It is a perplexing word that denotes a contradiction between statements and can seem like a difficult word to use. The word “however" is a rather useful tool in essays, speeches and debates. Regardless, the conjunctive word can trip up writers who may confuse the proper punctuation or intent of this often misused word. Know how to correctly use the word “however” before embarking on an essay or report and bring home the best grade.
Definition of However
It is a handy word for creating a pause when a writer or speaker is intending to create a moment to punctuate a point between two contrasting statements. The word however is mainly used to introduce a statement that contrasts with the one that it follows. If a previous statement says that “roses are red,” the follow-up statement would begin with “However, that depends on the species.”
When placed at the beginning of a sentence, the word “however” is intended to mean “but” or “on the other hand.” When you put however at the end of a sentence, the word can mean an aside by the writer. Both uses require a comma, after a word at the beginning of a sentence and before the word when it is used at the end. If the word is meant to infer that something is done “by whatever amount,” then no comma is used. For instance, “However long it takes, it still will not be satisfactory.”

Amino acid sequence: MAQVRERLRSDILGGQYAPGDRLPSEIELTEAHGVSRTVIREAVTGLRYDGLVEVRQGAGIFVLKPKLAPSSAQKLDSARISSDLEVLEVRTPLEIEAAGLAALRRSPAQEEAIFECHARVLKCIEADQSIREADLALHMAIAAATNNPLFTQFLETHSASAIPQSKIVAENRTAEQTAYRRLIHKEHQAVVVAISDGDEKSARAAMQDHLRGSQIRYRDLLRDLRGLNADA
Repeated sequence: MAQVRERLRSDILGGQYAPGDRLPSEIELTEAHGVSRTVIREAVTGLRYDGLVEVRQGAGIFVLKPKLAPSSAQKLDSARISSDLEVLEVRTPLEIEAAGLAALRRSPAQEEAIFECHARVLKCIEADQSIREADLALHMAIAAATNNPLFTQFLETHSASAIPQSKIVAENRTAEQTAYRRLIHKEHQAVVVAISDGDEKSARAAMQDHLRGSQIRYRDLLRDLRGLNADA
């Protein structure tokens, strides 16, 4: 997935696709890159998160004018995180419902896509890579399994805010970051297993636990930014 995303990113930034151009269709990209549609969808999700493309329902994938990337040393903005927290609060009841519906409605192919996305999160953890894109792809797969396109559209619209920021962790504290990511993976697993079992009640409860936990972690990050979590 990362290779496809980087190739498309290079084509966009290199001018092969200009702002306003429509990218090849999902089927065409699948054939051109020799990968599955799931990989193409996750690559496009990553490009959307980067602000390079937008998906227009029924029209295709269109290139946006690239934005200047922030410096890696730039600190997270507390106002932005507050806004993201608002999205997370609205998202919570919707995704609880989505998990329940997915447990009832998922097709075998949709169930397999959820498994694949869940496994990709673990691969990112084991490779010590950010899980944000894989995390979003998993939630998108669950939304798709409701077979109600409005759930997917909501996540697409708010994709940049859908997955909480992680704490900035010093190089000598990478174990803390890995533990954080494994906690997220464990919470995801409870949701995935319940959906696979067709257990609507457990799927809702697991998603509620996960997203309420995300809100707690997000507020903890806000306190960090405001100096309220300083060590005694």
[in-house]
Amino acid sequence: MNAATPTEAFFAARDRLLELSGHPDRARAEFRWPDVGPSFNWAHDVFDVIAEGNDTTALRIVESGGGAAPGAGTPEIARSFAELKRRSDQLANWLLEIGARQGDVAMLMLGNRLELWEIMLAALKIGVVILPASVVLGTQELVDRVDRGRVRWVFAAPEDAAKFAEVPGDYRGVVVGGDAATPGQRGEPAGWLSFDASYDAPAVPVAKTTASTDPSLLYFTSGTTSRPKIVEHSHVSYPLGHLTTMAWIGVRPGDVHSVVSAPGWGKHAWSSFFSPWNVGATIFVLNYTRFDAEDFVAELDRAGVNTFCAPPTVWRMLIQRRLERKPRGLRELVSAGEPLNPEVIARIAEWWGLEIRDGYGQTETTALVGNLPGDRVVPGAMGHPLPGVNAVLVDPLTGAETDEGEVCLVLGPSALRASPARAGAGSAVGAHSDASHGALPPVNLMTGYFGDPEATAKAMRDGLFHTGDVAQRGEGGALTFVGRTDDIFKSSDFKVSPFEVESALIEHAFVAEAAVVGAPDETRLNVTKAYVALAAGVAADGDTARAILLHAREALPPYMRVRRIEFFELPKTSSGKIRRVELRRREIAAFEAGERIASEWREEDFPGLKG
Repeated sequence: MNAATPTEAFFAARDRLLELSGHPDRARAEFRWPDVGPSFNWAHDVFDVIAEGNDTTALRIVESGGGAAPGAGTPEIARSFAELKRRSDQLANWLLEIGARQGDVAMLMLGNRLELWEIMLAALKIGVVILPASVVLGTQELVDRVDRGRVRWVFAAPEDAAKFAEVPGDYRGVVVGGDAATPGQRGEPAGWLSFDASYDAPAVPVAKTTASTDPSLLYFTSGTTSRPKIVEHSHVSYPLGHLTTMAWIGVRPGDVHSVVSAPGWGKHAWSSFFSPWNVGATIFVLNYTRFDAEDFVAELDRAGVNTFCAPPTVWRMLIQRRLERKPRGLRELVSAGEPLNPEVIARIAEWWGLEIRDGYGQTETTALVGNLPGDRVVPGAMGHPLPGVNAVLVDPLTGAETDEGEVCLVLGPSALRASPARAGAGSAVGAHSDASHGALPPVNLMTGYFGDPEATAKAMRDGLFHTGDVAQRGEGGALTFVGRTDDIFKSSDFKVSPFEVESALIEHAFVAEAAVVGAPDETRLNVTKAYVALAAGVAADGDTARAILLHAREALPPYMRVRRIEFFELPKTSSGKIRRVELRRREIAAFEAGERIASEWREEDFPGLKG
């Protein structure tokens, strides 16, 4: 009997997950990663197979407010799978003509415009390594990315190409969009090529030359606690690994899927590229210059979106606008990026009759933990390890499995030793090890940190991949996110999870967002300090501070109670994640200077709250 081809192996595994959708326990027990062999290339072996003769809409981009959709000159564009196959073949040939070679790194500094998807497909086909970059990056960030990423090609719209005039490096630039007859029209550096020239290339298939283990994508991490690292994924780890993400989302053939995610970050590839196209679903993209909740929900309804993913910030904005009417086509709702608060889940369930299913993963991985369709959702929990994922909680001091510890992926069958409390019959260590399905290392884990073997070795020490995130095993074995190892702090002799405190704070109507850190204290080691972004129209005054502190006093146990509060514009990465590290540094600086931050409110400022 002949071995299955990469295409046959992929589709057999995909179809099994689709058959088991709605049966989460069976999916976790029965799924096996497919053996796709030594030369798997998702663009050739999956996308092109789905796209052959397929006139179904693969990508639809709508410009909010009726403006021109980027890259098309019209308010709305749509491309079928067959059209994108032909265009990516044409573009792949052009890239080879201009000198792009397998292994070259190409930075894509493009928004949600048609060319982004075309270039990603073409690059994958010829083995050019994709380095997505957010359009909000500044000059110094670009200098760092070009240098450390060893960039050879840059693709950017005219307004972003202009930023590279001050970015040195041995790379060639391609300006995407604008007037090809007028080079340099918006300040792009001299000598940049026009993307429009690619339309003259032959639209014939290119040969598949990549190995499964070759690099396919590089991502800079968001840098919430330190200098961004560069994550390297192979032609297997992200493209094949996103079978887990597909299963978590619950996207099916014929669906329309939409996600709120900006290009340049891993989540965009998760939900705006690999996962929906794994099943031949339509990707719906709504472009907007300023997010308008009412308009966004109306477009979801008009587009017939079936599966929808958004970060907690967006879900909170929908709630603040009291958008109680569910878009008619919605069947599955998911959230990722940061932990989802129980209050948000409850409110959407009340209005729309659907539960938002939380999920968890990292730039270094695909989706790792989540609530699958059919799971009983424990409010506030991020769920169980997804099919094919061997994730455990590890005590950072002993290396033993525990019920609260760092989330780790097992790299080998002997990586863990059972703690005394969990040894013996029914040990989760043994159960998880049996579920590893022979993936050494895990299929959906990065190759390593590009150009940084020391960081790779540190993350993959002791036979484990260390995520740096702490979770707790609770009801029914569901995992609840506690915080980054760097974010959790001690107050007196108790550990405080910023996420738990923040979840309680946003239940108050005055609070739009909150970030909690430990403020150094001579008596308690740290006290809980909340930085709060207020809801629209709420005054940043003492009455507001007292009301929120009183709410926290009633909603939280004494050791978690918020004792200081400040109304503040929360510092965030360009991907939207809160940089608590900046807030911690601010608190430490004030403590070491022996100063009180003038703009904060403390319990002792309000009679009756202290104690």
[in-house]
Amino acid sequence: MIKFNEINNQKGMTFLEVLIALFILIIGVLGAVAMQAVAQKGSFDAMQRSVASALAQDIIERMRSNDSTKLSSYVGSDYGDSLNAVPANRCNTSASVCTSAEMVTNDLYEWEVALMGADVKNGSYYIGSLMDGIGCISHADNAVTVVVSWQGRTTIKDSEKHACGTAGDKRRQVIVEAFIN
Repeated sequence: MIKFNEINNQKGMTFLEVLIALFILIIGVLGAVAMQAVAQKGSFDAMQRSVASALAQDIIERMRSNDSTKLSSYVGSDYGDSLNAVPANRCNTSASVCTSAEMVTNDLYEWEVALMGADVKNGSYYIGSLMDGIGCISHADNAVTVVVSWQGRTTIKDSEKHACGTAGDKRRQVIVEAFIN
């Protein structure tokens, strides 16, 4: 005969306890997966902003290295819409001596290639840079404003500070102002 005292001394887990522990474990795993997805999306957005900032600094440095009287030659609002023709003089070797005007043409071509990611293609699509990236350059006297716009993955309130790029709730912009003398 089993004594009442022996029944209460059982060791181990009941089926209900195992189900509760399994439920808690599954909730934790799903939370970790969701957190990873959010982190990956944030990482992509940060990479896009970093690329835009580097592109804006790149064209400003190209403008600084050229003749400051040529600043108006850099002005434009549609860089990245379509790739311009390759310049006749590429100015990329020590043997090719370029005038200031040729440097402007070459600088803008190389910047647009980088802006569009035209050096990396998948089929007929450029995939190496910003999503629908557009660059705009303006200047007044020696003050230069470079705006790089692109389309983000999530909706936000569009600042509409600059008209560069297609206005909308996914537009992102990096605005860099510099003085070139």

However in a Compound Sentence
Once the writer realizes how “however” can best be used, they need to understand the punctuation that assists this statement-linking word. Proper punctuation allows for the reader to clearly understand the point being made. If “however” joins two simple sentences that together create a compound sentence, it is there to show contrast. This requires a semi-colon before the word “however” and a comma after the word and before the rest of the following statement.
However at the Beginning of a Sentence
Starting a sentence with however is an entirely different thing. When the word is being used to begin a sentence, a simple comma will do. Teachers prefer the word “however” to not be overused, as it can take away from the impact of the essay. It is best to use the word “however” as it was intended, in a compound sentence meant to contrast two points or statements instead of using however at the beginning of a sentence.
While it is also acceptable to begin a paragraph with the word “however,” it may be frowned upon by teachers and scholars. Some feel it stops the flow of the writer’s intent. While grammatically correct, it is not ideal if a student is searching for a good grade.
Kimberley McGee is an award-winning journalist with 20+ years of experience writing about education, jobs, business and more for The New York Times, Las Vegas Review-Journal, Today’s Parent and other publications. She graduated with a B.A. in Journalism from UNLV. Her full bio and clips can be seen at www.vegaswriter.com.